So Dave Grohl is a headbanger. Cool. The former Nirvana/current Foo Fighters frontman lays down this heavy set featuring a different metal vocalist from the bands who've inspired him and also decides he wants to play all the instruments (except for a few instances). I'm going to begin first with the not-so-great. I've noticed that, generally, bands begin albums quite strongly and then cop a lemming and walk off a cliff. (This obviously does not apply to great albums, just other middling affairs.) Probot is guilty of the same. Sure enough, "Centuries Of Sin" opens the album with a boom, followed by the excellent "Red War" with Max Cavalera. Need more? Well, no true heavy set is complete without Lemmy and he does vocal duties for "Shake Your Blood," a sweet little crash and thrasher. "Access Babylon" then gives us Mike Dean and in true COC fashion, this awesome song is short, brutal and ends in less than 90 seconds. So short, you can hear it in its entirety.

Yet after "Silent Spring," I was quite disappointed with the first blah track, "Ice Cold Man," featuring Kim Thayil, formerly of Soundgarden, on guitar. "The Emerald Law" kind of resumes the "this is a great album" pace, but then we're let down again with "Big Sky," "My Tortured Soul" and "Sweet Dreams," featuring King Diamond. Even the "hidden" track "I Am The Warlock" with Jack Black is not good. Jack Black has great energy, but he adds a whole lot of camp to everything, and he really has no place among these other fellows, friend of Dave Grohl or not. Perhaps I'm just bitter Tom Araya from Slayer couldn't participate. Perhaps I'm even more irritated at the continued inclusion of the "hidden" track, an overused and stupid parlor trick -- what, do they think I'm not going to notice that the last song ends at four minutes but the track is fifteen minutes long? Otherwise, the first four songs take the cake, for sure. B-

Saturday, September 1, 2007

Heart - Dreamboat Annie (1976)

When asking what to review next, April expressed displeasure at my lack of "chicks" (her words, ladies) in my posts. I dig chicks; I really do. Predominately, they possess inordinately superior vocal abilities over their lesser halves. Ella. Janis. Fiona. Sadly, for brilliant technical vocalists, such as Mariah Carey or Whitney Houston, they've trapped themselves in an unfortunate pop format wherein the melody, lyrics and particularly that shitty studio accompaniment don't exactly inspire the kind of performances you would expect from them. Now, the Wilson sisters -- they hold a very special place in my heart (no pun intended) simply because they'll bake you a fucking cake and let you eat it with your hands. They've got a great set pipes and Nancy can shred without abandon, on acoustic or electric. Ok, they obviously like Zep, but that's not too bad because they sing too well to imitate Plant's verbal gyrations and drooling moans.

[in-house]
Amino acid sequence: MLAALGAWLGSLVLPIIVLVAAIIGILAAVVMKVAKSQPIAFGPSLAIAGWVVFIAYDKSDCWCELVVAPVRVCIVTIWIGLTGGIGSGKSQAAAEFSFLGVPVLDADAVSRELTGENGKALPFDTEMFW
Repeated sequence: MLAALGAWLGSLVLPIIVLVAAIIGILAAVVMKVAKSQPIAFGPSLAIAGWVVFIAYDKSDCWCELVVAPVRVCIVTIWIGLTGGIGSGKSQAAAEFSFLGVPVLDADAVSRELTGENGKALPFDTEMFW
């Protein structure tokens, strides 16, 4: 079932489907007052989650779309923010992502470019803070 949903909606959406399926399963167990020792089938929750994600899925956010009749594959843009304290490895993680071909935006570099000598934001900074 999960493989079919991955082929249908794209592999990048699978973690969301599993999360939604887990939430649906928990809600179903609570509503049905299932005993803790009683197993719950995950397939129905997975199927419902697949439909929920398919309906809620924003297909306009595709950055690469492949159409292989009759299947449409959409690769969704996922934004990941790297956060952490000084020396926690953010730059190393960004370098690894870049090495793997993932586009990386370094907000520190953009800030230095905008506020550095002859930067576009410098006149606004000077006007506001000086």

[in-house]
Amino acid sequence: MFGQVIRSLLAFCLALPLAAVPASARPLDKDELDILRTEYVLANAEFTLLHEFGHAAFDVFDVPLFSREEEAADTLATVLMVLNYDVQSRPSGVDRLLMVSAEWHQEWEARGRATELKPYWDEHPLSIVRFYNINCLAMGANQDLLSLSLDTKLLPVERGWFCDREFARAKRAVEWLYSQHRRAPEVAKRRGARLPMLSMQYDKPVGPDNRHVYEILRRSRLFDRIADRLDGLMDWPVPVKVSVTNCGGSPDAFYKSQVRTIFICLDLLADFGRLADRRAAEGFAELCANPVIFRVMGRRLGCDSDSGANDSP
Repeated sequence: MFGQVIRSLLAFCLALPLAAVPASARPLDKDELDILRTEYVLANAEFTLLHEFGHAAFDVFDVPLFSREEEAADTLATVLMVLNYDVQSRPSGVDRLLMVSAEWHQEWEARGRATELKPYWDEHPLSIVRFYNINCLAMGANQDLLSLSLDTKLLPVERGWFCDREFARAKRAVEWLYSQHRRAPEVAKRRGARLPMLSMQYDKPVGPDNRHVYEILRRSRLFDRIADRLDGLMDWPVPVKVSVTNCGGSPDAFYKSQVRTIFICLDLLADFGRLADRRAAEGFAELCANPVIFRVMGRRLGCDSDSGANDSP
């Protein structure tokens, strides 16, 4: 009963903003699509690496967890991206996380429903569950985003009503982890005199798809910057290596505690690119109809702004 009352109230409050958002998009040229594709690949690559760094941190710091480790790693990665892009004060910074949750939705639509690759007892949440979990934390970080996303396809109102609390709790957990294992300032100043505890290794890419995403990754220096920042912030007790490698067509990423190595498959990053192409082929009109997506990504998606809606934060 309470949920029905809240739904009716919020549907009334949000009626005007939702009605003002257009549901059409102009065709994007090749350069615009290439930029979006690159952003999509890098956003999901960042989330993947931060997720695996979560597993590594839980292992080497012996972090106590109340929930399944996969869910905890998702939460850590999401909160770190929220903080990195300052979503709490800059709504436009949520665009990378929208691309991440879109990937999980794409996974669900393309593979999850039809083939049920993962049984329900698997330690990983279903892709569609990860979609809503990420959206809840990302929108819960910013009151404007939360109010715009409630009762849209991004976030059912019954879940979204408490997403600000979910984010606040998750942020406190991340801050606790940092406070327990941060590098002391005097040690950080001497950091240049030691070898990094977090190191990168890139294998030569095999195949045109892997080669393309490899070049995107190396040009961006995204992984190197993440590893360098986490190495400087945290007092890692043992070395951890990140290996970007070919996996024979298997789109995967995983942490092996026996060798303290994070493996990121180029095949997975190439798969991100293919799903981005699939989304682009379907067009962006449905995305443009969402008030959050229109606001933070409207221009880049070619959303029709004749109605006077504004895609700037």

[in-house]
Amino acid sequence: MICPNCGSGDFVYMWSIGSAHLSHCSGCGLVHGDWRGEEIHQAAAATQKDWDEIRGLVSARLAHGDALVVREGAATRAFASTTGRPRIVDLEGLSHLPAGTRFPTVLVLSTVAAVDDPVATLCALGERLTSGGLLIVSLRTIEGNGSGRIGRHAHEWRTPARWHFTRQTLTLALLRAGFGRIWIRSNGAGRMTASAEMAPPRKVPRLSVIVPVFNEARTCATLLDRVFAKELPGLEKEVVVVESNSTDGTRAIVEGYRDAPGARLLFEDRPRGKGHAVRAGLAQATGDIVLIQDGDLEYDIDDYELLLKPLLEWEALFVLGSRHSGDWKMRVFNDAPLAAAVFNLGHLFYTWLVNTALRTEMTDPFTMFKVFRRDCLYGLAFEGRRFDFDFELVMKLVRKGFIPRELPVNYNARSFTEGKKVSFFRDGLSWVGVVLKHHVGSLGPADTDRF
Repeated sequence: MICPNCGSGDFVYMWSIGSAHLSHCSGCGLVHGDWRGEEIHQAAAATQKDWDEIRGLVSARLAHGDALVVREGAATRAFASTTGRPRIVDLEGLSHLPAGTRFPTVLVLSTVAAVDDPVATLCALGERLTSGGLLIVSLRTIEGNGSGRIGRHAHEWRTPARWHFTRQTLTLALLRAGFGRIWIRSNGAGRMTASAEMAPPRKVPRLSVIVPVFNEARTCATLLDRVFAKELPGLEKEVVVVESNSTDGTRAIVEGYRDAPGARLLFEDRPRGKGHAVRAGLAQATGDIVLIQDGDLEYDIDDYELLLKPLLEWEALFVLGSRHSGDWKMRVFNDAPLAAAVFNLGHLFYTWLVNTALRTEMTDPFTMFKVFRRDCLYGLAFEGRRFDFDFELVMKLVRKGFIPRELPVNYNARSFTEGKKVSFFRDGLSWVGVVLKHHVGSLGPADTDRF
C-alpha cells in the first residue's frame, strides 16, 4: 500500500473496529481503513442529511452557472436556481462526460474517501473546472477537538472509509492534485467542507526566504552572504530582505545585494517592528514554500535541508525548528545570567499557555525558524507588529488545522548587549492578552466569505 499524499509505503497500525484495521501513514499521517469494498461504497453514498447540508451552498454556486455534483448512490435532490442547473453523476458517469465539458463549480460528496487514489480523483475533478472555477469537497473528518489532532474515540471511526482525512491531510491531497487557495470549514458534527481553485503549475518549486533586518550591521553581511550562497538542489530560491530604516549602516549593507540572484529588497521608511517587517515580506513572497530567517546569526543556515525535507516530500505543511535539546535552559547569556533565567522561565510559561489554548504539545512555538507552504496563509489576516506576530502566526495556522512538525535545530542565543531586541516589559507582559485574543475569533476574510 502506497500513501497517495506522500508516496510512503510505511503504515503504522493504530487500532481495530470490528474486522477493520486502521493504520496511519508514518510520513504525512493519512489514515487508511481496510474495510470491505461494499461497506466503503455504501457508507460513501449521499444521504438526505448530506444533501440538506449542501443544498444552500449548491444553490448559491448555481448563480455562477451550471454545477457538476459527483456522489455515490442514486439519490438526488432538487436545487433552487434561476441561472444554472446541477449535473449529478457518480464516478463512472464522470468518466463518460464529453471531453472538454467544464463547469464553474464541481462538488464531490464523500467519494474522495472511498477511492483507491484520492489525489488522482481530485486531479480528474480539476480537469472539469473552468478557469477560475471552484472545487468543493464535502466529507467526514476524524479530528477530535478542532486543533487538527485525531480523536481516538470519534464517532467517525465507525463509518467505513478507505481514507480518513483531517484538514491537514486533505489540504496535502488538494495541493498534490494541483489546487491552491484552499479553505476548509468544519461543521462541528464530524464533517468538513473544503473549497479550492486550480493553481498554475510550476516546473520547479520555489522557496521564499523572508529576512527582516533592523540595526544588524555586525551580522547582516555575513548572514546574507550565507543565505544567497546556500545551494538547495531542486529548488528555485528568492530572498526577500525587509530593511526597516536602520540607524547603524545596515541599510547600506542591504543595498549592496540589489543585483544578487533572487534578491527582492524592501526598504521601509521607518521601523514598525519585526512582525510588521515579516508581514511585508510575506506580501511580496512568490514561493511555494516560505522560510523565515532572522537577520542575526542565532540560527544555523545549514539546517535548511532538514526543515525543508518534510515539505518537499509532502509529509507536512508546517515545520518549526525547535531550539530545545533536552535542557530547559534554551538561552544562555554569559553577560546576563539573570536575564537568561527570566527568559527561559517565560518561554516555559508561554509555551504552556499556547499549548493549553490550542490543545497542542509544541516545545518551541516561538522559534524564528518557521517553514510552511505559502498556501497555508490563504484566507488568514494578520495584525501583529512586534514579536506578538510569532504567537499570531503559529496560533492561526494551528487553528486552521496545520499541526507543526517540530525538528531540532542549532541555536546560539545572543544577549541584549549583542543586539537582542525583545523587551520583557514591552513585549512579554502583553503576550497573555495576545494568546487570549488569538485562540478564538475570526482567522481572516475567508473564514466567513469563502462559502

Unfortunately, for all their strengths, inconsistency plagues most of Heart's albums, and it differs no more or less than on Dreamboat Annie. It starts well enough with the FM staple "Magic Man," a kicking song that the press subsequently used to dub the sisters as satanic witches. Geez. The second song, "Dreamboat Annie (Fantasy Child) begins the first third of the Dreamboat Annie suite and it's a nice segue into Heart's best song, "Crazy On You." Here's the thing, though: if you're a loser and use the radio as your musical feeding ground, shame on you. In the past thirty years you've had time to buy the LP, the 8-track, the cassette, the CD, the digital files -- so shame on you, you rock and roll poseurs. What I'm getting at is this: the radio version of "Crazy On You" completely omits the first 35 seconds of this phenomenal acoustic section.

You would know that if you weren't such a poseur and were content with buying greatest hits packages. The next song, "Soul Of The Sea" is a dud. Skip it. Then listen to "Dreamboat Annie," which continues the melody of the suite with some changes and includes some nifty banjo playing. "White Lightning & Wine" is a great song, too, but it's depressing, because when I listen to the album, after this song is where I shut it off. The remaining four tracks are weak and aren't worth your time. The last song is "Dreamboat Annie (Reprise)" and you'd think if you liked the suite so far, you'd like this one, right? Well, not so. The added piano and ethereal quality makes it feel way too poppy and annoying. A solid band with the right recipe and ingredients -- the cake just doesn't turn out good all the time. B-

A quick afterthought: check out Ann and Nancy doing a cover of Zep's "Battle Of Evermore" here. This is amazing. Sorry Zep; their version totally kicks your ass.